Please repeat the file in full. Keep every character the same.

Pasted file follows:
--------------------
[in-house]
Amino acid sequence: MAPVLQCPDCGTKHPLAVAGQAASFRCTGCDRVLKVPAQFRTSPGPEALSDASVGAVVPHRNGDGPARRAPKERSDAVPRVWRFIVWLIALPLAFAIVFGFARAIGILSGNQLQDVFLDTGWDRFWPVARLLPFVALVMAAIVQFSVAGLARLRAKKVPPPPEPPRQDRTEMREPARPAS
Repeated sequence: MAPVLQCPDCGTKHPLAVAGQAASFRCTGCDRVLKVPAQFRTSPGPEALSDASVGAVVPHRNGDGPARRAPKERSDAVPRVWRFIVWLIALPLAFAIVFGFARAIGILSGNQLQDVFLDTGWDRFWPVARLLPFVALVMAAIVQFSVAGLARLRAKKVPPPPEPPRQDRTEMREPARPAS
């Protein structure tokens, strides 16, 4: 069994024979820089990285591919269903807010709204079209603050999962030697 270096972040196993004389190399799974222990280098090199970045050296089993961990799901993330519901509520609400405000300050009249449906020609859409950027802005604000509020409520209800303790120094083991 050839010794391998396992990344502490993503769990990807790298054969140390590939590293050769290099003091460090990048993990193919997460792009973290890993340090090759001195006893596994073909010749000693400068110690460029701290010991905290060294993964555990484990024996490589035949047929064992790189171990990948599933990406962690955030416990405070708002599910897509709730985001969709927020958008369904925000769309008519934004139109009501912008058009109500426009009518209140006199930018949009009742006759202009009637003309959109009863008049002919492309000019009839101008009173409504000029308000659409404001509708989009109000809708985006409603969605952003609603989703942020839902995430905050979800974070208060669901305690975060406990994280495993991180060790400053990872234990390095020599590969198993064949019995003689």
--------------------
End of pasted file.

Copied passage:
[in-house]
Amino acid sequence: MAPVLQCPDCGTKHPLAVAGQAASFRCTGCDRVLKVPAQFRTSPGPEALSDASVGAVVPHRNGDGPARRAPKERSDAVPRVWRFIVWLIALPLAFAIVFGFARAIGILSGNQLQDVFLDTGWDRFWPVARLLPFVALVMAAIVQFSVAGLARLRAKKVPPPPEPPRQDRTEMREPARPAS
Repeated sequence: MAPVLQCPDCGTKHPLAVAGQAASFRCTGCDRVLKVPAQFRTSPGPEALSDASVGAVVPHRNGDGPARRAPKERSDAVPRVWRFIVWLIALPLAFAIVFGFARAIGILSGNQLQDVFLDTGWDRFWPVARLLPFVALVMAAIVQFSVAGLARLRAKKVPPPPEPPRQDRTEMREPARPAS
């Protein structure tokens, strides 16, 4: 069994024979820089990285591919269903807010709204079209603050999962030697 270096972040196993004389190399799974222990280098090199970045050296089993961990799901993330519901509520609400405000300050009249449906020609859409950027802005604000509020409520209800303790120094083991 050839010794391998396992990344502490993503769990990807790298054969140390590939590293050769290099003091460090990048993990193919997460792009973290890993340090090759001195006893596994073909010749000693400068110690460029701290010991905290060294993964555990484990024996490589035949047929064992790189171990990948599933990406962690955030416990405070708002599910897509709730985001969709927020958008369904925000769309008519934004139109009501912008058009109500426009009518209140006199930018949009009742006759202009009637003309959109009863008049002919492309000019009839101008009173409504000029308000659409404001509708989009109000809708985006409603969605952003609603989703942020839902995430905050979800974070208060669901305690975060406990994280495993991180060790400053990872234990390095020599590969198993064949019995003689």